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University of Wisconsin-Marshfield / Wood County

Wisconsin MAA Spring Presenters

Diane Benjamin (Edgewood College)

“Mathematics Knowledgefor Teaching (Middle / Secondary) – is there such a thing and, if so, what can it teach a mathematics professor?”

Abstract: Our role as teacher-educators, in training the next generation of middle/secondary mathematics teachers, offers distinct challenges and sometimes raises controversial questions. What mathematics content belongs in the preparation of future high school mathematics teachers? What understanding of and commitment to teaching that demonstrates integrity to the subject do we hope to instill? How do we prepare these future teachers – the most public of ambassadors for mathematics – to respond to their students in ways that are intellectually rich and engaging? Is there a customizedMathematics Knowledge for Teaching? This question will be examined (and stories told) through the lens of a 400-level undergraduate mathematics course with content that never rises above the 12thgrade level. Colleagues, consider this is a call to join the conversation!


Bio: Diane Benjamin teaches at Edgewood College in Madison Wisconsin, and previously taught at UW-Platteville. Diane’s area of specialization within mathematics is abstract algebra; where she has a short but happy list of publications. Throughout her career, she has also worked, quite concertedly, to build second path of (evolving) expertise in the scholarship of teaching; where she has a growing list of publications and presentations. Outside of her profession, her favorite things are tearing around with her best pal and grandson Keaton, knitting, and ripping up the back-roads of Ireland with her one-and-only – in any order.


Walter Stromquist (Swarthmore College)

“The Mathematics of Three-Candidate Elections”


Abstract: Three-way elections pose special challenges. What can we learn from Salvador Allende, John Anderson, Joe Lieberman, Lisa Murkowski, Charlie Crist, John Edwards, Jean-Marie Le Pen, and Vicente Fox? The 2012 Republican primaries offered weekly examples, and in a way, so did Wisconsin's recall election. We might want a system that respects the "No Spoilers" rule---if X would beat Y in a head-to-head race, then Y should not be the winner of an X-Y-Z race. Alas, no reasonable system has this property. We’ll look at some ways to cope, including instant runoffs, Borda counts, and Eric Maskin's "true majority" rule.


Bio: Walter Stromquist is the Editor of Mathematics Magazine. After attending the University of Kansas and Harvard University, he worked first for the U.S. Treasury's Office of Tax Analysis. He then joined Daniel H. Wagner, Associates, a mathematical consulting firm, where his work included applications of mathematics to submarine search, financial risk management, and valuation of oil fields. He has continued this work as an independent consultant, and has published papers related map coloring, permutation patterns, fair division, and applied topics. He has taught most recently at Bryn Mawr College and Swarthmore College and in the Awesome Math Summer Program. He has been active in the MAA and in the EPADEL Section.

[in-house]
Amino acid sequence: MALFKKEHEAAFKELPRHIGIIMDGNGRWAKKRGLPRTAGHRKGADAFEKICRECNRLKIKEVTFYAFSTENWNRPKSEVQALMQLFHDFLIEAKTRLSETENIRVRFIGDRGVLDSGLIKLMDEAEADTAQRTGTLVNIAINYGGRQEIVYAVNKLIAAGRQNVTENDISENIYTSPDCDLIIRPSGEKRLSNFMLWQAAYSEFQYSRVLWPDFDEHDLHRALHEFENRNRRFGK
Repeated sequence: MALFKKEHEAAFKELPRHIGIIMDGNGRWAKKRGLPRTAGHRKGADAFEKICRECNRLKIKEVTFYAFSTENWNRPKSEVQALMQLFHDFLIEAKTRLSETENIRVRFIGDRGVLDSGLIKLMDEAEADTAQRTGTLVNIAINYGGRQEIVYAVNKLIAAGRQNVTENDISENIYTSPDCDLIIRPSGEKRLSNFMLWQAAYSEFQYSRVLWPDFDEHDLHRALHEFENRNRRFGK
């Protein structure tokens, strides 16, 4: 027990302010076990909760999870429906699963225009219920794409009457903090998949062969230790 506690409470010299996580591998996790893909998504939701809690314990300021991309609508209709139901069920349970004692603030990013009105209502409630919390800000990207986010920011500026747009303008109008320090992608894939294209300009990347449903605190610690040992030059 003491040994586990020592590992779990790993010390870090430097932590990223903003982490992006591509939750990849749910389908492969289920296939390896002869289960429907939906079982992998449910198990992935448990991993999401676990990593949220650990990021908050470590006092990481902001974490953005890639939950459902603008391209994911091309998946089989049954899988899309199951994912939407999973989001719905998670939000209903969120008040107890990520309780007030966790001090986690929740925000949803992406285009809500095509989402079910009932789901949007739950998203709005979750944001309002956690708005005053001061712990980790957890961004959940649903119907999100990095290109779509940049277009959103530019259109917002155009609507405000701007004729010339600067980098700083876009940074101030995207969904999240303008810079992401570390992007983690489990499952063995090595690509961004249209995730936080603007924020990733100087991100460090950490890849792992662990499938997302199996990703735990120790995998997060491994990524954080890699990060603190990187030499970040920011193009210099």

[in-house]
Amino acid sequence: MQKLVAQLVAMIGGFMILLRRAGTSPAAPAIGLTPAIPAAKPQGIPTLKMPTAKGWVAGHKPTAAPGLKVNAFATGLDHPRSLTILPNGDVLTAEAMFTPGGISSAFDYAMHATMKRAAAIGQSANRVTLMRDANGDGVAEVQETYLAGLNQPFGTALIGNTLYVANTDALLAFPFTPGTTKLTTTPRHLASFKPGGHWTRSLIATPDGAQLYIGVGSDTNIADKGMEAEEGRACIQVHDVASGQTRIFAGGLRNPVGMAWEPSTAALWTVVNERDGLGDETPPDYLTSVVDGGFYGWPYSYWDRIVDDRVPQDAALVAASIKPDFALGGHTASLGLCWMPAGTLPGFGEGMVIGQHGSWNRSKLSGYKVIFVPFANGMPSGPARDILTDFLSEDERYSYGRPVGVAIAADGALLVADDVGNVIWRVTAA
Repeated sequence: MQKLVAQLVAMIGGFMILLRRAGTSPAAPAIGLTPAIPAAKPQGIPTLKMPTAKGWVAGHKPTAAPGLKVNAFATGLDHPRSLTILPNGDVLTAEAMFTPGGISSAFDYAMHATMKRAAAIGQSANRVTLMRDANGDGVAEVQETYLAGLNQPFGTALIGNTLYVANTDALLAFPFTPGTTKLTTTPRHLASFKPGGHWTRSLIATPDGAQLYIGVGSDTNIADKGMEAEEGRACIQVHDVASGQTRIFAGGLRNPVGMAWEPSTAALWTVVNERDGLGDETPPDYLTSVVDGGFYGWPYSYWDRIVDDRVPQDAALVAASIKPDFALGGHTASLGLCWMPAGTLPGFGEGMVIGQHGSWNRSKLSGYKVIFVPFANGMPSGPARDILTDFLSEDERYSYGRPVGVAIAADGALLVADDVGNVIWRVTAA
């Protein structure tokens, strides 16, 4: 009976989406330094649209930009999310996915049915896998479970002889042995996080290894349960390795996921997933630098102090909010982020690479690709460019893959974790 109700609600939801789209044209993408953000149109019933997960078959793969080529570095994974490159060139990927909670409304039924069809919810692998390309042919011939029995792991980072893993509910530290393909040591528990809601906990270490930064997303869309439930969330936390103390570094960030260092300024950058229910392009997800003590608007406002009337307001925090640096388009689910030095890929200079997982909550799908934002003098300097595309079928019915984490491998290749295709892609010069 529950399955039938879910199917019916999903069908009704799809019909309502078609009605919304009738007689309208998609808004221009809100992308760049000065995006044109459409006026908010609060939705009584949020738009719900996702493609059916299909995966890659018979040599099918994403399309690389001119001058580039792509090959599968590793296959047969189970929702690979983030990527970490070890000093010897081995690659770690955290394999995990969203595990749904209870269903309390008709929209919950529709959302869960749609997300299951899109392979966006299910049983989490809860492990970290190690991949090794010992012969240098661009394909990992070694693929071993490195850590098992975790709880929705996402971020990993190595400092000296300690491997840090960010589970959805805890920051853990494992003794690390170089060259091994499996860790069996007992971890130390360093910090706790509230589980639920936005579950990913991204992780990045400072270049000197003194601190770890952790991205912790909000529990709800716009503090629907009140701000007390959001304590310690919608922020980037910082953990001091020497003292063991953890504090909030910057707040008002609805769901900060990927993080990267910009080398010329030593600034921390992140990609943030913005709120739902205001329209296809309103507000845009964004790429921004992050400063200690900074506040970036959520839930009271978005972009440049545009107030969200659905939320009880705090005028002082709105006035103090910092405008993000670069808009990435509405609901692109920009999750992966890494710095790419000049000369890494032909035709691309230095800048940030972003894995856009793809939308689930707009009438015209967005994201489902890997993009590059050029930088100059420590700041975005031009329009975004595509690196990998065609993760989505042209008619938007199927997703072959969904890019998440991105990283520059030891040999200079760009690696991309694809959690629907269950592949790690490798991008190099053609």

Robert Delaney (Boston University)

“The Fractal Geometry of the Mandelbrot Set”


Abstract: In this lecture we describe several folk theorems concerning the Mandelbrot set. While this set is extremely complicated from a geometric point of view, we will show that, as long as you know how to add and how to count, you can understand this geometry completely. We will encounter many famous mathematical objects in the Mandelbrot set, like the Farey tree and the Fibonacci sequence. And we will find many soon-to-be-famous objects as well, like the "Devaney" sequence. There might even be a joke or two in the talk. This talk only supposes a knowledge of complex numbers and is accessible to undergraduates.


Bio: Robert Devaney is currently Professor of Mathematics at Boston University. He received his undergraduate degree from the College of the Holy Cross in 1969 and his PhD from the University of California at Berkeley in 1973 under the direction of Stephen Smale. He taught at Northwestern University and Tufts University before coming to Boston University in 1980. His main area of research is dynamical systems, primarily complex analytic dynamics, but also including more general ideas about chaotic dynamical systems. Lately, he has become intrigued with the incredibly rich topological aspects of dynamics, including such things as indecomposable continua, Sierpinski curves, and Cantor bouquets. He is President-elect of the MAA.